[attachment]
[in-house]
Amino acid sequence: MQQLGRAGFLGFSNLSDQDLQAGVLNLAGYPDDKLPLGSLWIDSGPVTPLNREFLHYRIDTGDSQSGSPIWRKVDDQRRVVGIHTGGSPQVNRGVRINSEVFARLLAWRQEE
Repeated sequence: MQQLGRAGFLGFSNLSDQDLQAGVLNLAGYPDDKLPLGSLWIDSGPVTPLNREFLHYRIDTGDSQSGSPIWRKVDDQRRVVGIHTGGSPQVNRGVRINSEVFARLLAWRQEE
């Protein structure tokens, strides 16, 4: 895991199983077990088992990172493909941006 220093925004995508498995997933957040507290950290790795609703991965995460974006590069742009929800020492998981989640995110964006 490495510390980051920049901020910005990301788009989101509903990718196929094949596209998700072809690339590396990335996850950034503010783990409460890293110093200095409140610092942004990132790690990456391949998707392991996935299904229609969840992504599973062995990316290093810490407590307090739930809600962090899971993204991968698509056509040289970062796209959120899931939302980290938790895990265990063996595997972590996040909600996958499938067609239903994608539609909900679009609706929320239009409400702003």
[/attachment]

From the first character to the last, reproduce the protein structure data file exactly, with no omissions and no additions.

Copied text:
[in-house]
Amino acid sequence: MQQLGRAGFLGFSNLSDQDLQAGVLNLAGYPDDKLPLGSLWIDSGPVTPLNREFLHYRIDTGDSQSGSPIWRKVDDQRRVVGIHTGGSPQVNRGVRINSEVFARLLAWRQEE
Repeated sequence: MQQLGRAGFLGFSNLSDQDLQAGVLNLAGYPDDKLPLGSLWIDSGPVTPLNREFLHYRIDTGDSQSGSPIWRKVDDQRRVVGIHTGGSPQVNRGVRINSEVFARLLAWRQEE
């Protein structure tokens, strides 16, 4: 895991199983077990088992990172493909941006 220093925004995508498995997933957040507290950290790795609703991965995460974006590069742009929800020492998981989640995110964006 490495510390980051920049901020910005990301788009989101509903990718196929094949596209998700072809690339590396990335996850950034503010783990409460890293110093200095409140610092942004990132790690990456391949998707392991996935299904229609969840992504599973062995990316290093810490407590307090739930809600962090899971993204991968698509056509040289970062796209959120899931939302980290938790895990265990063996595997972590996040909600996958499938067609239903994608539609909900679009609706929320239009409400702003």